In addition to low costs and robust liquidity, one of the primary reasons that investors flock to index funds and exchange traded funds tracking popular domestic equity indexes such as the S&P 500 is diversification.
Or so they think. With the S&P 500 being home to 506 stocks, it’s reasonable for an investor to assume that funds tracking this index are more than adequately diversified and that concentration risk isn’t an issue with these products.
However, market capitalization-weighted funds tracking the S&P 500 may not be as diverse as investors think, highlighting the benefits of equal weight alternatives such as the Invesco S&P 500® Equal Weight ETF (RSP ). RSP tracks the S&P 500 Equal Weight Index (EWI).
“While investors and maybe even some financial advisers might believe they’re getting broad exposure though an index allocated to more than 500 stocks, the reality is that the top five holdings in the traditional S&P 500 combine for the same weight in the index as the bottom 370 companies,” wrote Jeff Benjamin in a March article for InvestmentNews.
These days, the top five holdings in the cap-weighted version of the S&P 500 combine for about 20% of the benchmark’s weight. Apple (AAPL) and Microsoft (MSFT) combine for nearly 20%. That’s not necessarily diverse.
Conversely, the top 10 holdings in RSP combine for 2.64% of that fund’s weight. That is diverse.
Additionally, RSP has a long history of topping the cap-weighted S&P 500. However, investors should note that there are times when performance between the two flip flops.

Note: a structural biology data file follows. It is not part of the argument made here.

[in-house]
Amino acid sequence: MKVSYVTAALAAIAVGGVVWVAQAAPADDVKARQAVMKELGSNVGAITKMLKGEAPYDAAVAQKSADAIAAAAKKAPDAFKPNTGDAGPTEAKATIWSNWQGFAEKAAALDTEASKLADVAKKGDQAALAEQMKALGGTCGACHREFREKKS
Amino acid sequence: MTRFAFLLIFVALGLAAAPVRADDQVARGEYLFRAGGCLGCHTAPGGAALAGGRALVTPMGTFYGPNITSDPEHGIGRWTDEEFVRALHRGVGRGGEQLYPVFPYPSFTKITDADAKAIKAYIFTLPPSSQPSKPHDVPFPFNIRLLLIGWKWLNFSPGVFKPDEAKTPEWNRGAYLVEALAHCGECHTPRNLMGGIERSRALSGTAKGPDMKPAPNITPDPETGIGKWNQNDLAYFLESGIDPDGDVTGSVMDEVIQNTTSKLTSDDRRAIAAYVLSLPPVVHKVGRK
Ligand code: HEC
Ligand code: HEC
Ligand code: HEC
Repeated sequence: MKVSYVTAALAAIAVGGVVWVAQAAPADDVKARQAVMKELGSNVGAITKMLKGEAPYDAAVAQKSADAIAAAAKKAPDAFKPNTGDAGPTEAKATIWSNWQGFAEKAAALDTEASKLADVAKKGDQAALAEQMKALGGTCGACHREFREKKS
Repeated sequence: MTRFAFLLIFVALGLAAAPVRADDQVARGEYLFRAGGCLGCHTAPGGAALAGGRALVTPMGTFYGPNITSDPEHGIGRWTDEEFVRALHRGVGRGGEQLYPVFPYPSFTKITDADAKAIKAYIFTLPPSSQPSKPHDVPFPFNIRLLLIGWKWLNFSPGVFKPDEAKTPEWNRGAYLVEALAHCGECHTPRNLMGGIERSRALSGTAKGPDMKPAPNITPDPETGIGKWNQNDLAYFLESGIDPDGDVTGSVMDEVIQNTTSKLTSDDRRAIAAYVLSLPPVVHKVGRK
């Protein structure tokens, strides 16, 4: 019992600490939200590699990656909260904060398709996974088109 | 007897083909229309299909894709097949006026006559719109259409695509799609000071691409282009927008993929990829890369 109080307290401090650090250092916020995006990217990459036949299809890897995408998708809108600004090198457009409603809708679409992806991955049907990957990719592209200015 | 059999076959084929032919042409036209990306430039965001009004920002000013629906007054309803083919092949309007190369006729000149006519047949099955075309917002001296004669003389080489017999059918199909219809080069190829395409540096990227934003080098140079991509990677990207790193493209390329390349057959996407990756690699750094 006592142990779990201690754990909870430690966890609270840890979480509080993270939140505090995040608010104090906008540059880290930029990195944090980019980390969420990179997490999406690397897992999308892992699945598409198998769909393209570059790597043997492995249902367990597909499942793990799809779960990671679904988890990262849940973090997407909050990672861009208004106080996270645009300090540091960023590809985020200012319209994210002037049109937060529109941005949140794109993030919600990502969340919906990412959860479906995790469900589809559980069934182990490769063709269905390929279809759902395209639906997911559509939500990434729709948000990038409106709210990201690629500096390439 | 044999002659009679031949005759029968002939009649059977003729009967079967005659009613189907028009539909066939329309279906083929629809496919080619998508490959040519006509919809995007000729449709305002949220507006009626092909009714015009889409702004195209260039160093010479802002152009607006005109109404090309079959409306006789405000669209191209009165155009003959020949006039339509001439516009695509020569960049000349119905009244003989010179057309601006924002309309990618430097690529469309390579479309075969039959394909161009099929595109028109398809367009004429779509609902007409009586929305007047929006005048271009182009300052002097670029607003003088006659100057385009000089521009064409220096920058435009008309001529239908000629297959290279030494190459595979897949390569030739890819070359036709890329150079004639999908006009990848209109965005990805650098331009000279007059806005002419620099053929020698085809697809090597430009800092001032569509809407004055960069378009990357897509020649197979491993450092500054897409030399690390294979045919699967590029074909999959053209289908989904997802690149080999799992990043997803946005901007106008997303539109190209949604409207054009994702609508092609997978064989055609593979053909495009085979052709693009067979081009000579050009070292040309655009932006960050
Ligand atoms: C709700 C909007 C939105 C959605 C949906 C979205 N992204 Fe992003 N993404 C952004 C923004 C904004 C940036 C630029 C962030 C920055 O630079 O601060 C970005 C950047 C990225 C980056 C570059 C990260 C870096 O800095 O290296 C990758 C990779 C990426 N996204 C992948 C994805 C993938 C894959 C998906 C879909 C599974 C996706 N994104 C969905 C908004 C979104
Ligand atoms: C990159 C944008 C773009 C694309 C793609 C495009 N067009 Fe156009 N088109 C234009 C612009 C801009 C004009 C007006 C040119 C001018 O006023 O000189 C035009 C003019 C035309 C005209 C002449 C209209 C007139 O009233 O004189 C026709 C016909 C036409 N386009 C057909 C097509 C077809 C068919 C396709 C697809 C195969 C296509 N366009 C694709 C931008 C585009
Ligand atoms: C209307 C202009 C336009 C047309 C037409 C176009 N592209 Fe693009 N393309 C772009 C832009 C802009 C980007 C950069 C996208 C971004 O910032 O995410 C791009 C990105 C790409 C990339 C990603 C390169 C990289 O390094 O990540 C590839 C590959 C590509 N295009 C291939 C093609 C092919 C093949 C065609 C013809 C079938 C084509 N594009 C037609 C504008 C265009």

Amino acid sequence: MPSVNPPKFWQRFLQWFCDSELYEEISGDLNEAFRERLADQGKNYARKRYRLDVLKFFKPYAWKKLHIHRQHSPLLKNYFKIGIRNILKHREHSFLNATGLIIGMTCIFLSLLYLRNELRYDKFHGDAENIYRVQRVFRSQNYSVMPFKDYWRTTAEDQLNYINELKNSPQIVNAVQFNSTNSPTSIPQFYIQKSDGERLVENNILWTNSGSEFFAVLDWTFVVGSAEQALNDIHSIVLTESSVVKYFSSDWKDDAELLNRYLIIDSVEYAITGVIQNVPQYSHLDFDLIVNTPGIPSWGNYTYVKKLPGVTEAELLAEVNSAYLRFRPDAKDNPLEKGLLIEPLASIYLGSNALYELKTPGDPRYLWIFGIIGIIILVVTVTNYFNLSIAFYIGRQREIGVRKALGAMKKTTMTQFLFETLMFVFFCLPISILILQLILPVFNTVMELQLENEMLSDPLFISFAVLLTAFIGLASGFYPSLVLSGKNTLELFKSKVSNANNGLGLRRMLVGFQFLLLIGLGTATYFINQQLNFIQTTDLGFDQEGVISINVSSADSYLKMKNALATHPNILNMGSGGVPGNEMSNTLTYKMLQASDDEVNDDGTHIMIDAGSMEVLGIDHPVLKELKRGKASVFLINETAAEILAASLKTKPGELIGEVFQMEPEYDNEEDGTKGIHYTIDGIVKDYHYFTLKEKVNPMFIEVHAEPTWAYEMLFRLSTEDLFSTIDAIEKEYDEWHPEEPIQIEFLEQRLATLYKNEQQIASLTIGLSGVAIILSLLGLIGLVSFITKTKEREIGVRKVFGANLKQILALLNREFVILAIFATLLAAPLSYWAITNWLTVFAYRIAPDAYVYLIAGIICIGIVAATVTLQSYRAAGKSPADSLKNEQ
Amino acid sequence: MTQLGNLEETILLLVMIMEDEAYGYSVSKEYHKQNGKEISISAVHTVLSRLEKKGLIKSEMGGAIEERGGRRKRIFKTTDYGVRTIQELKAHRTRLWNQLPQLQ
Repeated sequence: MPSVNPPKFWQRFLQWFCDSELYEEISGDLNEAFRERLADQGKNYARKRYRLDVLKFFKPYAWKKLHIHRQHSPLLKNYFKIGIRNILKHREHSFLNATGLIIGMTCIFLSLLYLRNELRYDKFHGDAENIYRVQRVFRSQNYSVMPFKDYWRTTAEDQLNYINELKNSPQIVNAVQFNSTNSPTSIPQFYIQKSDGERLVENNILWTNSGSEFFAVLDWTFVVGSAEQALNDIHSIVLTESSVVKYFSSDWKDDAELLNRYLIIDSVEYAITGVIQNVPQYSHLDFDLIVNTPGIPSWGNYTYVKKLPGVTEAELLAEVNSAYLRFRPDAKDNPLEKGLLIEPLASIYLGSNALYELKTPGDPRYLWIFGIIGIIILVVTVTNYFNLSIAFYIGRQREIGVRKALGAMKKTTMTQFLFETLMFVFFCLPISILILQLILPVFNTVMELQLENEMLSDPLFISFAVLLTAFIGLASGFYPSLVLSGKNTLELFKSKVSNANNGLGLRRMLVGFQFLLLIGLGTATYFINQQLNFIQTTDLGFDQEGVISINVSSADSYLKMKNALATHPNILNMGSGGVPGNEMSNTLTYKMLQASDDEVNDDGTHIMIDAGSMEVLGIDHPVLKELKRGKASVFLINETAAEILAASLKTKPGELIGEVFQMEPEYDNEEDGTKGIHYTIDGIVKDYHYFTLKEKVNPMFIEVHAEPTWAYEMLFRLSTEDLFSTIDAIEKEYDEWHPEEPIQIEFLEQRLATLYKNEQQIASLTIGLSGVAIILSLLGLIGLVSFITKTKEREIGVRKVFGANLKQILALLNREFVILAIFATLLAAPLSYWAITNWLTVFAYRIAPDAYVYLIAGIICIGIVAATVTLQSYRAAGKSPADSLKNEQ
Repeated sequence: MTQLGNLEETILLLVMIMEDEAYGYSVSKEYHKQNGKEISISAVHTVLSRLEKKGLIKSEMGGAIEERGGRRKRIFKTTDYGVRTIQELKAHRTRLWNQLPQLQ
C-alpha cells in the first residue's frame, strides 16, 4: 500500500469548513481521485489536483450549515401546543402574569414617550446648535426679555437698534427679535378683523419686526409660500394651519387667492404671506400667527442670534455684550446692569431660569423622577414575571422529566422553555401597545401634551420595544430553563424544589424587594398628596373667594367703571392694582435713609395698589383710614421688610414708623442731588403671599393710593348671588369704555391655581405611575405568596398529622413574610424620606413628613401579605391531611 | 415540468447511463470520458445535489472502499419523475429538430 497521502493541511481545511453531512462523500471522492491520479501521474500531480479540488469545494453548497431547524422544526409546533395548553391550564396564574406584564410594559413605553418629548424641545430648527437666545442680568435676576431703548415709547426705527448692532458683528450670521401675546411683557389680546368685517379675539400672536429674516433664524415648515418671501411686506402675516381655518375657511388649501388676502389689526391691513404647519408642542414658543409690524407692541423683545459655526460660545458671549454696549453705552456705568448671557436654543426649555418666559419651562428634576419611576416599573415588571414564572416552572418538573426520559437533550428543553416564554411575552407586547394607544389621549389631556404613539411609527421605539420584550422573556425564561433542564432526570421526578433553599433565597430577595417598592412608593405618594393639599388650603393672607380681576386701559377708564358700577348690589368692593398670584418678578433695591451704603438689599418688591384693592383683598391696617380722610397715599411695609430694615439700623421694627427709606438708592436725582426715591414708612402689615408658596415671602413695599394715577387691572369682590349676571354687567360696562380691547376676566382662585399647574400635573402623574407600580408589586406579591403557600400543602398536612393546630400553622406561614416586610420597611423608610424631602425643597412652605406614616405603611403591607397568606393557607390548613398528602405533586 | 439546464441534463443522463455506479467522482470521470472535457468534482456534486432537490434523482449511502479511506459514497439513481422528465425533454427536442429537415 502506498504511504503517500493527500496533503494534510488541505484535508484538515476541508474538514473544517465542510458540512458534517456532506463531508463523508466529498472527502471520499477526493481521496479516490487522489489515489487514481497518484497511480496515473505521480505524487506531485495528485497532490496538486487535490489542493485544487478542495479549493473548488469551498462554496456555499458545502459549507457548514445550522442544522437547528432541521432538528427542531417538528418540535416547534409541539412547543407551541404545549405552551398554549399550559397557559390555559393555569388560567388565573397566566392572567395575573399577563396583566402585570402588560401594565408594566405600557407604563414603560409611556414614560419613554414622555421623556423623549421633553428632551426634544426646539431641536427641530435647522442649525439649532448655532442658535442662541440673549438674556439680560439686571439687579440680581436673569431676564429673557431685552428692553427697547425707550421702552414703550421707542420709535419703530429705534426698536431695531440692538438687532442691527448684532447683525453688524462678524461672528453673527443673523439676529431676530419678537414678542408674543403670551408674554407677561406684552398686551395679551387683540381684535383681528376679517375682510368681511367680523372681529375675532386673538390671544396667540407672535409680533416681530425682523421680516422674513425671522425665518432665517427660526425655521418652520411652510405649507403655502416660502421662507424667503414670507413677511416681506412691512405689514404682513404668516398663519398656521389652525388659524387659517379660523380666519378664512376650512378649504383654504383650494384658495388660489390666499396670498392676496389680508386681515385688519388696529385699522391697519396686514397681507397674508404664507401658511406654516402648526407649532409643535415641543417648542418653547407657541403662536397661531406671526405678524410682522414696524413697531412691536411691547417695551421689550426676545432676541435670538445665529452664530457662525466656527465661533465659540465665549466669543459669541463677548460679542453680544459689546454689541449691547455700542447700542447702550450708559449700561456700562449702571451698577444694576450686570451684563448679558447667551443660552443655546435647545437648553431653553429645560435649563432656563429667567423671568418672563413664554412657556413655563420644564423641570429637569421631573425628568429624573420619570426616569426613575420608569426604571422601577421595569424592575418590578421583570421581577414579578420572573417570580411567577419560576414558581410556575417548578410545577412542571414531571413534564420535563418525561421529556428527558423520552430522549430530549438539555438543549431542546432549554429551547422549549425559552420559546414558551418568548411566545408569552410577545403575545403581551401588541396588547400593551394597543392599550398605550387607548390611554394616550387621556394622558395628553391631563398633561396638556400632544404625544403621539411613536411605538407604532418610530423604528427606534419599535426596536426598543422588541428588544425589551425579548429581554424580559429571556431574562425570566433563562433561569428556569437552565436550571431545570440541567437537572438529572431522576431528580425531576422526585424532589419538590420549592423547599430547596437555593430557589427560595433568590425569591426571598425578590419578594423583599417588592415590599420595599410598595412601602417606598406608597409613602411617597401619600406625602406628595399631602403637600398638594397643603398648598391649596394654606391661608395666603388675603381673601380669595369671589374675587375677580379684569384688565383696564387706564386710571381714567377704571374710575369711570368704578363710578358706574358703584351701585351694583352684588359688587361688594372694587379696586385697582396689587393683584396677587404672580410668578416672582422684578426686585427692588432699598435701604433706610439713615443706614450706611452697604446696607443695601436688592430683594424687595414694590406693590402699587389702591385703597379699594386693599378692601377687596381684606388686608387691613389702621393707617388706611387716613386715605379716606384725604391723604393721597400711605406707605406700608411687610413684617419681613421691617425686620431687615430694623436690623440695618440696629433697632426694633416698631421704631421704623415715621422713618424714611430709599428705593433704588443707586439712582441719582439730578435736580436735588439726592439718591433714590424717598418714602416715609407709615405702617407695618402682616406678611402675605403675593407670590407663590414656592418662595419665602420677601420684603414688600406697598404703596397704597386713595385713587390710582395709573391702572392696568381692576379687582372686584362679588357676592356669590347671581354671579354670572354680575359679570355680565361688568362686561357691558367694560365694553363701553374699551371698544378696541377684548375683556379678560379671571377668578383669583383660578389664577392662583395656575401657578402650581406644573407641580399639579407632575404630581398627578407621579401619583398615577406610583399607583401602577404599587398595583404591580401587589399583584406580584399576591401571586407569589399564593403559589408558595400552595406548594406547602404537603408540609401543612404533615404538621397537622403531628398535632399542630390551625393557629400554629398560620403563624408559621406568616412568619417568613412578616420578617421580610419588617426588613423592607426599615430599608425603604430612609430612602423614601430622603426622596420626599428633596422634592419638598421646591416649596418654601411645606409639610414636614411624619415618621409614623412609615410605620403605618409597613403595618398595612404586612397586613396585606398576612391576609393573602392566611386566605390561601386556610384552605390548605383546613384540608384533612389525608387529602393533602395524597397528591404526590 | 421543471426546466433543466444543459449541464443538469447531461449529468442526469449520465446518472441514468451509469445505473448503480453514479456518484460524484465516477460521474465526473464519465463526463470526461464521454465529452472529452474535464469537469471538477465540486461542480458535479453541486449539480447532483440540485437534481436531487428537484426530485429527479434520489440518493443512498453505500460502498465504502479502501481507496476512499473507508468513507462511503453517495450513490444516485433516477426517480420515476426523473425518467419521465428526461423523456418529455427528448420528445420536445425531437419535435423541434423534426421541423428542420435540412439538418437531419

“From 2003 through 2006, the equally weighed indexes beat cap-weighted, which followed a two-year win streak by cap-weighted during the market downturn in 2007 and 2008. Equal-weight bounced back during the market rebound in 2009 and 2010, cap-weighted took the lead in 2011, then equal-weight went on another three-year win streak,” according to InvestmentNews. “In 2015, the performance lead to cap-weighted, then back to equal-weight in 2016, and cap-weighted won the past four years.”
The fluidity in performance between RSP and a cap-weighted rival is largely attributable to sector-level differences. For example, if technology — 27.52% of the traditional S&P 500 — is performing well, the cap-weighted S&P 500 will likely top its equal-weight rival, seeing as RSP’s tech weight is 14.59% as of Oct. 5.
Still, RSP has diversification on its side. Its top three sector allocations — tech, industrials, and financial services — combine for less than 43% of the ETF’s weight. In the cap-weighted S&P 500, tech and healthcare combine for over 40%.
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